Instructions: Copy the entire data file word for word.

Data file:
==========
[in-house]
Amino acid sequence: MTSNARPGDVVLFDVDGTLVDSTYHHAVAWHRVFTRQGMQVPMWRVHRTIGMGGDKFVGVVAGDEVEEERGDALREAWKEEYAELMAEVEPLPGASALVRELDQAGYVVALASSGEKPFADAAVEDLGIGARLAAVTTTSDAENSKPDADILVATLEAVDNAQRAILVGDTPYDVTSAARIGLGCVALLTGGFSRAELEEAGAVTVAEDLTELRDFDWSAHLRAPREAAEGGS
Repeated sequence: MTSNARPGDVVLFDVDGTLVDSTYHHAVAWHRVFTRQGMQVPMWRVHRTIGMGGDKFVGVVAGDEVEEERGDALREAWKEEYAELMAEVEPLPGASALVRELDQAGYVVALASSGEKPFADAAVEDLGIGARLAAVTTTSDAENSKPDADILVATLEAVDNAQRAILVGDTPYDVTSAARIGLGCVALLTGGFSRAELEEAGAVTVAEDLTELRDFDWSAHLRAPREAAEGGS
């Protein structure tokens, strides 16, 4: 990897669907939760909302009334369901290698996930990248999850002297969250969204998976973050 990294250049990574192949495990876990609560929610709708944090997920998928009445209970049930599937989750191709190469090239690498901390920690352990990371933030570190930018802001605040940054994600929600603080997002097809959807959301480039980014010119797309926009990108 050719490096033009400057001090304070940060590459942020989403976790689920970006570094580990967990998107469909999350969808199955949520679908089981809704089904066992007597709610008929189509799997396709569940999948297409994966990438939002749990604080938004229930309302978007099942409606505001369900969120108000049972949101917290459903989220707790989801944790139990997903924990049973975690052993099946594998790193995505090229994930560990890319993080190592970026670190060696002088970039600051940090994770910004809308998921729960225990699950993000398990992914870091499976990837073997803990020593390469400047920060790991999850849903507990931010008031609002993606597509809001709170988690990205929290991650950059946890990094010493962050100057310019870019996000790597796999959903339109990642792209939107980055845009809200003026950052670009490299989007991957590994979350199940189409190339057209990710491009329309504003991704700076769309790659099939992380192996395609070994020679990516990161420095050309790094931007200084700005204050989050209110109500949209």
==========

[in-house]
Amino acid sequence: MTSNARPGDVVLFDVDGTLVDSTYHHAVAWHRVFTRQGMQVPMWRVHRTIGMGGDKFVGVVAGDEVEEERGDALREAWKEEYAELMAEVEPLPGASALVRELDQAGYVVALASSGEKPFADAAVEDLGIGARLAAVTTTSDAENSKPDADILVATLEAVDNAQRAILVGDTPYDVTSAARIGLGCVALLTGGFSRAELEEAGAVTVAEDLTELRDFDWSAHLRAPREAAEGGS
Repeated sequence: MTSNARPGDVVLFDVDGTLVDSTYHHAVAWHRVFTRQGMQVPMWRVHRTIGMGGDKFVGVVAGDEVEEERGDALREAWKEEYAELMAEVEPLPGASALVRELDQAGYVVALASSGEKPFADAAVEDLGIGARLAAVTTTSDAENSKPDADILVATLEAVDNAQRAILVGDTPYDVTSAARIGLGCVALLTGGFSRAELEEAGAVTVAEDLTELRDFDWSAHLRAPREAAEGGS
């Protein structure tokens, strides 16, 4: 990897669907939760909302009334369901290698996930990248999850002297969250969204998976973050 990294250049990574192949495990876990609560929610709708944090997920998928009445209970049930599937989750191709190469090239690498901390920690352990990371933030570190930018802001605040940054994600929600603080997002097809959807959301480039980014010119797309926009990108 050719490096033009400057001090304070940060590459942020989403976790689920970006570094580990967990998107469909999350969808199955949520679908089981809704089904066992007597709610008929189509799997396709569940999948297409994966990438939002749990604080938004229930309302978007099942409606505001369900969120108000049972949101917290459903989220707790989801944790139990997903924990049973975690052993099946594998790193995505090229994930560990890319993080190592970026670190060696002088970039600051940090994770910004809308998921729960225990699950993000398990992914870091499976990837073997803990020593390469400047920060790991999850849903507990931010008031609002993606597509809001709170988690990205929290991650950059946890990094010493962050100057310019870019996000790597796999959903339109990642792209939107980055845009809200003026950052670009490299989007991957590994979350199940189409190339057209990710491009329309504003991704700076769309790659099939992380192996395609070994020679990516990161420095050309790094931007200084700005204050989050209110109500949209």